In this PhD, we will rely on the recently exposed lottery ticket hypothesis, which conjectures the existence of extremely sparse sub-networks, capable of reaching complete and even better accuracy when trained in isolation. Studying the applicability of this approach to generative models will allow to obtain extremely lightweight solutions without damaging the efficiency of the model. Several studies have analyzed different properties of this theory, as it raises exciting prospects to obtain much smaller networks while still providing accuracy similar to larger state-of-art models. Unfortunately, this method relies on masking the weights, thus maintaining both the size and inference costs of large models. This hypothesis still opens up the path to lighter models, with efficient memory and energy footprints, and the prospect of embedded deep learning systems.

Hence, the goal of this PhD is first to implement and compare existing techniques of model reduction on deep generative audio models. Then, we will develop specifically tailored methods to enhance the memory and computation, while accounting for the peculiarities of generative models. This study will include the analysis of topological and information-theoretic properties of various generative models with a particular consideration for the relationships between compression, accuracy and stability. In a second step, this research will attempt to tackle interdisciplinary applications, by targeting the construction of an end-to-end solution that can be easily used and exploited for creative and artistic endeavors. This aspect will entail the implementation of a toolbox allowing the use of lightweight models on dedicated constrained hardware such as creative instruments. The final part of this research will focus on the creation of new modules for modular synthesizer systems, embedded systems for augmented instruments and, more generally, initiating a new approaches for creating and designing music. All along the research, special attention will be given to the viability and usability of the reduced models, by working in close relationship with composers and musicians already strongly involved in the work of the laboratory.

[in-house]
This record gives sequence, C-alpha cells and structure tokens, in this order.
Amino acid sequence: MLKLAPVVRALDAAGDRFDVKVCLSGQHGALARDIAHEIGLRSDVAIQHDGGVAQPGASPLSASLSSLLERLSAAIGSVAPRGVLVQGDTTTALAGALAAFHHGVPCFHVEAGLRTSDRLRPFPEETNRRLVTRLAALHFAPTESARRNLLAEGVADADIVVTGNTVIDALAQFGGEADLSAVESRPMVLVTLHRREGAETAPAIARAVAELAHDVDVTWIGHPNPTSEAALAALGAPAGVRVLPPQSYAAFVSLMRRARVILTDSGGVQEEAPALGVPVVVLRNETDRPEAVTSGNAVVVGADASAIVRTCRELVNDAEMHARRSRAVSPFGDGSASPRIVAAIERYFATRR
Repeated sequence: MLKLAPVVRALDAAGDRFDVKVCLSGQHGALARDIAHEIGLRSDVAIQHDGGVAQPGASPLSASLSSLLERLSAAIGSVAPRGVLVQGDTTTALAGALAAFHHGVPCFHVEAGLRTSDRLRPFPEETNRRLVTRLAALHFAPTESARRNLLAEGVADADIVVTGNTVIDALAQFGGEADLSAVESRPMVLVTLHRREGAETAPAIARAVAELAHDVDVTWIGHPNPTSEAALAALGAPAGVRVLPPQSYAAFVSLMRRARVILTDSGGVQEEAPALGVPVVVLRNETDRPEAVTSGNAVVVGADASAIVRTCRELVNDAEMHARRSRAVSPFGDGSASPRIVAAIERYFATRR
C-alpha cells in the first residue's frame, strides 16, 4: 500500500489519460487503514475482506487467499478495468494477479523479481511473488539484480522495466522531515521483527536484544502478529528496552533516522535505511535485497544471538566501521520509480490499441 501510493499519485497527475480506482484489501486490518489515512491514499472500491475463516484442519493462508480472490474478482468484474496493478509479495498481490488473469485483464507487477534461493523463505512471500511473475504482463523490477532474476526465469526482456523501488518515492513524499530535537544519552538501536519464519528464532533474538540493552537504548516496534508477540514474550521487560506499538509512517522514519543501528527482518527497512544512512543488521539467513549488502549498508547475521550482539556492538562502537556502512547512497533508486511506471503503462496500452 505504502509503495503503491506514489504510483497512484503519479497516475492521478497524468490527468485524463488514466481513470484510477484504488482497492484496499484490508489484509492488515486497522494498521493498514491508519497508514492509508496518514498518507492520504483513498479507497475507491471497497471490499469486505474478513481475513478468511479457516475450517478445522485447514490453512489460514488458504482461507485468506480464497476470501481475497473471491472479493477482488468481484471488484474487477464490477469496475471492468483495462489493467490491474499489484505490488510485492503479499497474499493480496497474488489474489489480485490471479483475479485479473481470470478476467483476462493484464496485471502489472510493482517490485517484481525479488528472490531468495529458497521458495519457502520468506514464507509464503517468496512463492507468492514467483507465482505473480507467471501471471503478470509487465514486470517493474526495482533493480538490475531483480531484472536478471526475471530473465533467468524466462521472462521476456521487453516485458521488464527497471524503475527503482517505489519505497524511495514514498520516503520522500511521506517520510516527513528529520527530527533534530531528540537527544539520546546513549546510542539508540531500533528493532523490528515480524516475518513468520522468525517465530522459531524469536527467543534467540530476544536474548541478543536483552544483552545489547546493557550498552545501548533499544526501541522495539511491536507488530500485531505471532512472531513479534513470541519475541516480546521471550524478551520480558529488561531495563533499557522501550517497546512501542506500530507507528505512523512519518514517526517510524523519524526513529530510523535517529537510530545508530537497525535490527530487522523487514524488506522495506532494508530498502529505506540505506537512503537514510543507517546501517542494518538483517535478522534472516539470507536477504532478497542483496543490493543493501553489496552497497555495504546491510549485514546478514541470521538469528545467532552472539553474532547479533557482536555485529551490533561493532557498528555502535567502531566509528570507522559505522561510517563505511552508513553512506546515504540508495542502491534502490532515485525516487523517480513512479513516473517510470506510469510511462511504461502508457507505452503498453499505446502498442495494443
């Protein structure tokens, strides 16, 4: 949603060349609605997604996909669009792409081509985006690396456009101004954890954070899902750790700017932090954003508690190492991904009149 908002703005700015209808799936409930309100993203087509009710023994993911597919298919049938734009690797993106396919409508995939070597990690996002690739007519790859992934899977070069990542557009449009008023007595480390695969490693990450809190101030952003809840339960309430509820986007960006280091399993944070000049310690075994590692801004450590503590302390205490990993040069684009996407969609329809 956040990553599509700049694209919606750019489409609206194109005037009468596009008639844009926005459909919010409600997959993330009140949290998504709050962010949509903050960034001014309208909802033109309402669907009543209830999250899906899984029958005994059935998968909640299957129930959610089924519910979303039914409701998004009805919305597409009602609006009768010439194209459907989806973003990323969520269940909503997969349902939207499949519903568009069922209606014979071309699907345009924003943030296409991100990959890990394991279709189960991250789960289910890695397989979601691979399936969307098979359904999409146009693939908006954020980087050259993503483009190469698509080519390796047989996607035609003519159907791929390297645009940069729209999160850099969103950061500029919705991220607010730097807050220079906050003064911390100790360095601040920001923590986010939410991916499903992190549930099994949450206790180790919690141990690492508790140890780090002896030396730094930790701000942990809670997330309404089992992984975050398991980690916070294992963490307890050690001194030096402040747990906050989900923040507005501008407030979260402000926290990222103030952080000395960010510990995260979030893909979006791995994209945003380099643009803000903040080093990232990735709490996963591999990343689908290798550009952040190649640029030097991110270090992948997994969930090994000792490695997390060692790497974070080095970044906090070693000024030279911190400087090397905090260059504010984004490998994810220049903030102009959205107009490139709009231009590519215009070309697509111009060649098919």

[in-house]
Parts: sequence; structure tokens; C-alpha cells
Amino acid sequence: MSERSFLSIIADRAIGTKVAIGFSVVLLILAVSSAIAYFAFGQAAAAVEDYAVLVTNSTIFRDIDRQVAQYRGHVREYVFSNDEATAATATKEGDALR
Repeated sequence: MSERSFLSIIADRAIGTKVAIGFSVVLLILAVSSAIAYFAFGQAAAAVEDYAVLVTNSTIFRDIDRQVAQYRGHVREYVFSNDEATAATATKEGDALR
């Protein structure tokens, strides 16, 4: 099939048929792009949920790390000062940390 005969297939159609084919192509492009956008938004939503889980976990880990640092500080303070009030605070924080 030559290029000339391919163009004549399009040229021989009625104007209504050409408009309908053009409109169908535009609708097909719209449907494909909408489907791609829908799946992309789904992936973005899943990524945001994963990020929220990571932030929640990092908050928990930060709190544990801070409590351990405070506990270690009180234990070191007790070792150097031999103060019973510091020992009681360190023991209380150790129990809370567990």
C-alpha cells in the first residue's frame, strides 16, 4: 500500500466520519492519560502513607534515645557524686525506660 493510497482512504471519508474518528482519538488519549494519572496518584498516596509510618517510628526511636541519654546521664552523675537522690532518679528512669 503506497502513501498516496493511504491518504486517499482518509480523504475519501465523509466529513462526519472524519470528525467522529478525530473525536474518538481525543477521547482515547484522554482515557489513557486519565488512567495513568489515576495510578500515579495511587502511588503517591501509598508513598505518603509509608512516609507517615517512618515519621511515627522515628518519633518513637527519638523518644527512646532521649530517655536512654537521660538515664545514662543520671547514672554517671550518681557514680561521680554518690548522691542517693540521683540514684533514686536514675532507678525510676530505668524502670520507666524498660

The proposed PhD is deeply linked with current researches conducted within the IRCAM STMS laboratory and its network of technological startup companies, and it will fully leverage the current momentum generated by both thesis directors, through the SSHRC ACTOR Network and ERC REACH projects, and under the supervision of Gerard Assayag and Philippe Esling.


The aims of this PhD will be attained by - Establishing an analysis framework for complexity of deep models - Implementing and comparing the state-of-art model reduction techniques - Analyzing the topology of deep models in order to enhance the reduction techniques - Implementing selected generative models and applying compression techniques on these approaches - Developing specifically-tailored methods accounting for the peculiarities of generative models - Implementing a toolbox for lightweight deep learning on embedded platforms - Investigating the user-interactions and musical usability of the models - Developing new creative devices and enhanced instruments